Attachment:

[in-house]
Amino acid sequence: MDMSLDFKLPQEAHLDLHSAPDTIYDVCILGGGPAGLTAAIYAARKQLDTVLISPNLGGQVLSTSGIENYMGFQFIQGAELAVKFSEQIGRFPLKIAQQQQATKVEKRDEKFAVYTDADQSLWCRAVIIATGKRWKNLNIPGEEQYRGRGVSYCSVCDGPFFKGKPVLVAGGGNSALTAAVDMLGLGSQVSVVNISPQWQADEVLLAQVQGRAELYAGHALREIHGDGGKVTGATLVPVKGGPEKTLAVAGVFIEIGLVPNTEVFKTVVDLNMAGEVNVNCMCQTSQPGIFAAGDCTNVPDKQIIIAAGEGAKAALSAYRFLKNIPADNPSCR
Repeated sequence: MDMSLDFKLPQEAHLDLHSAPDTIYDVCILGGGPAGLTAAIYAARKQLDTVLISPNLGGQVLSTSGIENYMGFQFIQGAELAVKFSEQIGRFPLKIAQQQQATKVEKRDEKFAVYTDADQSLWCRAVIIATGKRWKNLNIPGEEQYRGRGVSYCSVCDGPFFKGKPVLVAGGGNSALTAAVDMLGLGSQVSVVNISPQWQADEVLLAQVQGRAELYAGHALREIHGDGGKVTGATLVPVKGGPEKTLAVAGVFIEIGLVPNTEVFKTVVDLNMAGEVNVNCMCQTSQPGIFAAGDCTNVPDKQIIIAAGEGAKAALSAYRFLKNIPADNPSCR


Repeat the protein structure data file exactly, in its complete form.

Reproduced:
[in-house]
Amino acid sequence: MDMSLDFKLPQEAHLDLHSAPDTIYDVCILGGGPAGLTAAIYAARKQLDTVLISPNLGGQVLSTSGIENYMGFQFIQGAELAVKFSEQIGRFPLKIAQQQQATKVEKRDEKFAVYTDADQSLWCRAVIIATGKRWKNLNIPGEEQYRGRGVSYCSVCDGPFFKGKPVLVAGGGNSALTAAVDMLGLGSQVSVVNISPQWQADEVLLAQVQGRAELYAGHALREIHGDGGKVTGATLVPVKGGPEKTLAVAGVFIEIGLVPNTEVFKTVVDLNMAGEVNVNCMCQTSQPGIFAAGDCTNVPDKQIIIAAGEGAKAALSAYRFLKNIPADNPSCR
Repeated sequence: MDMSLDFKLPQEAHLDLHSAPDTIYDVCILGGGPAGLTAAIYAARKQLDTVLISPNLGGQVLSTSGIENYMGFQFIQGAELAVKFSEQIGRFPLKIAQQQQATKVEKRDEKFAVYTDADQSLWCRAVIIATGKRWKNLNIPGEEQYRGRGVSYCSVCDGPFFKGKPVLVAGGGNSALTAAVDMLGLGSQVSVVNISPQWQADEVLLAQVQGRAELYAGHALREIHGDGGKVTGATLVPVKGGPEKTLAVAGVFIEIGLVPNTEVFKTVVDLNMAGEVNVNCMCQTSQPGIFAAGDCTNVPDKQIIIAAGEGAKAALSAYRFLKNIPADNPSCR